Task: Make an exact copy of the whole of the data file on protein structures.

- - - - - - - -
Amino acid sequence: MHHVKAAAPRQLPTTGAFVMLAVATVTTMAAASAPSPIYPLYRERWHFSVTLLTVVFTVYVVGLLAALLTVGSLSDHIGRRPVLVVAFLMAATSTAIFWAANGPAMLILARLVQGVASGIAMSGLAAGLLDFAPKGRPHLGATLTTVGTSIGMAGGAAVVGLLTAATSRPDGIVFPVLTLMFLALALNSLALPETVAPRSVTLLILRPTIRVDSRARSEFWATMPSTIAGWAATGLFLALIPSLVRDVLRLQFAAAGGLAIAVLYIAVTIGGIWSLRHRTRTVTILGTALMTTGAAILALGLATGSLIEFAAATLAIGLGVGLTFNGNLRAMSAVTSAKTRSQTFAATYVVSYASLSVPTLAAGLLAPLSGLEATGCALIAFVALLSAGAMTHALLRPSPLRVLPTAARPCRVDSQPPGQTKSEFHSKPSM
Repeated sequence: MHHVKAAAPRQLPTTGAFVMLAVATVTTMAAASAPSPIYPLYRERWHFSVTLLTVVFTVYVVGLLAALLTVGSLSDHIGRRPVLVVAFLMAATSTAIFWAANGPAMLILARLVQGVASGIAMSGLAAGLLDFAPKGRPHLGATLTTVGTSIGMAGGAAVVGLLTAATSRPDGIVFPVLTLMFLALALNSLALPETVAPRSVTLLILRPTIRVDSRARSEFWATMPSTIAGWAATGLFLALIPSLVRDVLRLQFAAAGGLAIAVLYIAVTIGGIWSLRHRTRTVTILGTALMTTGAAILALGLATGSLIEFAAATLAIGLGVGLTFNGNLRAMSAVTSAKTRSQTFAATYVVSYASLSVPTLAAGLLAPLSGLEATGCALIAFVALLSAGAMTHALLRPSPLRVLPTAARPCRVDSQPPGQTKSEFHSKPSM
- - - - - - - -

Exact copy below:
Amino acid sequence: MHHVKAAAPRQLPTTGAFVMLAVATVTTMAAASAPSPIYPLYRERWHFSVTLLTVVFTVYVVGLLAALLTVGSLSDHIGRRPVLVVAFLMAATSTAIFWAANGPAMLILARLVQGVASGIAMSGLAAGLLDFAPKGRPHLGATLTTVGTSIGMAGGAAVVGLLTAATSRPDGIVFPVLTLMFLALALNSLALPETVAPRSVTLLILRPTIRVDSRARSEFWATMPSTIAGWAATGLFLALIPSLVRDVLRLQFAAAGGLAIAVLYIAVTIGGIWSLRHRTRTVTILGTALMTTGAAILALGLATGSLIEFAAATLAIGLGVGLTFNGNLRAMSAVTSAKTRSQTFAATYVVSYASLSVPTLAAGLLAPLSGLEATGCALIAFVALLSAGAMTHALLRPSPLRVLPTAARPCRVDSQPPGQTKSEFHSKPSM
Repeated sequence: MHHVKAAAPRQLPTTGAFVMLAVATVTTMAAASAPSPIYPLYRERWHFSVTLLTVVFTVYVVGLLAALLTVGSLSDHIGRRPVLVVAFLMAATSTAIFWAANGPAMLILARLVQGVASGIAMSGLAAGLLDFAPKGRPHLGATLTTVGTSIGMAGGAAVVGLLTAATSRPDGIVFPVLTLMFLALALNSLALPETVAPRSVTLLILRPTIRVDSRARSEFWATMPSTIAGWAATGLFLALIPSLVRDVLRLQFAAAGGLAIAVLYIAVTIGGIWSLRHRTRTVTILGTALMTTGAAILALGLATGSLIEFAAATLAIGLGVGLTFNGNLRAMSAVTSAKTRSQTFAATYVVSYASLSVPTLAAGLLAPLSGLEATGCALIAFVALLSAGAMTHALLRPSPLRVLPTAARPCRVDSQPPGQTKSEFHSKPSM